Jump to content

Tungsten Stock + 85/85B vs. Daylight Stock

Recommended Posts

Whilst one might purchase a roll of 250D and 200T and test this out as I would, as it happens, I have been wrung out of all my money the past three months. So, rather than try to self hypothesize in my head, I may as well put the proverbial nail in the coffin in an attempt to suppress my ADHD and OCD. Which leads me to my questions...

A) Color-wise, what can one expect when using a tungsten balanced stock with an 85 or 85B filter, rather than simply daylight stock aside from the two-third stop of light? 

B) To further elaborate on question A, normally how significant is this color change?

C) Lastly, For a pre eighties era film style, do you recommend using daylight balanced stock for all exterior daytime scenes, or go as far as to strictly use tungsten stock with an 85/85B filter for all exterior daytime scenes, a very common practice of a tungsten dominant era?

Until of course I actually go out and test this myself I won't really have an answer I can be one hundred percent satisfied with, but rather one I can at least accept for a short while. And yes, I am aware of the 200 kelvin difference of the 85 vs 85B filter and will be putting this to the test as well once I can economically prioritize doing a film test.



Link to comment
Share on other sites

  • Premium Member

The Vision-3 sticks have been designed to match each other fairly closely so color and contrast-wise, I don't think you'd see much difference, nothing that isn't correctable. 250 ASA is faster than 200 ASA so is slightly grainier.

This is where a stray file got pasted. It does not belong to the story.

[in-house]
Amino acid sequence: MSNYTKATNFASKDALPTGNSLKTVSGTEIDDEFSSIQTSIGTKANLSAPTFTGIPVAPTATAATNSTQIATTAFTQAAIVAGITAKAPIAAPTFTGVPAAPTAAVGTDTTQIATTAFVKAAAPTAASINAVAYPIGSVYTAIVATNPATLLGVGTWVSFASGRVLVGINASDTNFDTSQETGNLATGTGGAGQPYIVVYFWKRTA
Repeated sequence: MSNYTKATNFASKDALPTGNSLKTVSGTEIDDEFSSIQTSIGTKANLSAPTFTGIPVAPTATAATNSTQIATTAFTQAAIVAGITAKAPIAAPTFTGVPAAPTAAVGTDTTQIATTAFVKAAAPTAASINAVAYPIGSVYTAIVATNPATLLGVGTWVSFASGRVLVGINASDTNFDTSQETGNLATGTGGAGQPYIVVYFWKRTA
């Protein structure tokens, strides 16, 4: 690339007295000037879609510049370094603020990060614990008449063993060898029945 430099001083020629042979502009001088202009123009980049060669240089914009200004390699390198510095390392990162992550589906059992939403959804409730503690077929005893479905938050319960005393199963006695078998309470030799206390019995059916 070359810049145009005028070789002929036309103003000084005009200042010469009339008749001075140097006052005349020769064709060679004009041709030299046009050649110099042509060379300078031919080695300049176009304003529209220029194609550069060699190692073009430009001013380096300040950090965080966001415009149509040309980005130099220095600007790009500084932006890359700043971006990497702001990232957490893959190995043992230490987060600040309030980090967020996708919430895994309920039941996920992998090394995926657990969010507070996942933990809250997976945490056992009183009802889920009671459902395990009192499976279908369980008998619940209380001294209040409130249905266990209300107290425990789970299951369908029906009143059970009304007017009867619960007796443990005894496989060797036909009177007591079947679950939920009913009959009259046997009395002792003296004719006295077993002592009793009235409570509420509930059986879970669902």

In the days of EXR, 50D and 250D were more contrasty than the tungsten stocks.

For me, the decision whether to use tungsten stocks outdoors or for day interiors was a matter of (1) how many stocks did I want to carry, considering that some scenes would be tungsten-lit, (2) whether I'd want to pull the 85 filter for a blue cast outdoors or indoors, and how often.  So roughly speaking, my tendency was to use daylight stocks (plus tungsten for night interiors and exteriors) in a generally warm-toned movie and tungsten stocks for a generally cool-toned movie (sometimes not even shooting with an 85 filter and just correcting it halfway back).  Plus it also depended on whether I was keen to use 50D stock, like for a desert movie.

The other issue was day interiors -- if I wanted a warm-to-neutral look and didn't want to pull the 85 filter, then the choice was 250D rated at 200 ASA for me, or 200T + 85, so rated at 100 ASA for me, a stop difference in practical speed.  But sometimes I used the LLD filter instead of an 85 filter to help gain back more speed with the 200T stock.

For example, I shot "Seven Days in Utopia" in Texas and "Astronaut Farmer" in New Mexico on daylight stocks (Kodak 50D and 250D for the first, Fuji 64D and 250D for the second) other than the 500T shots... but when I went to Vancouver to shoot "Jennifer's Body" I just used 200T and 500T.  And when I did "Northfork", a winter landscape movie, I shot most of it on Fuji 125T without the 85 filter outside, with a few interiors on 400T.  That movie actually only had one single night interior scene in tungsten lighting.

  • Like 2
Link to comment
Share on other sites

Join the conversation

You can post now and register later. If you have an account, sign in now to post with your account.

Reply to this topic...

×   Pasted as rich text.   Paste as plain text instead

  Only 75 emoji are allowed.

×   Your link has been automatically embedded.   Display as a link instead

×   Your previous content has been restored.   Clear editor

×   You cannot paste images directly. Upload or insert images from URL.


  • Create New...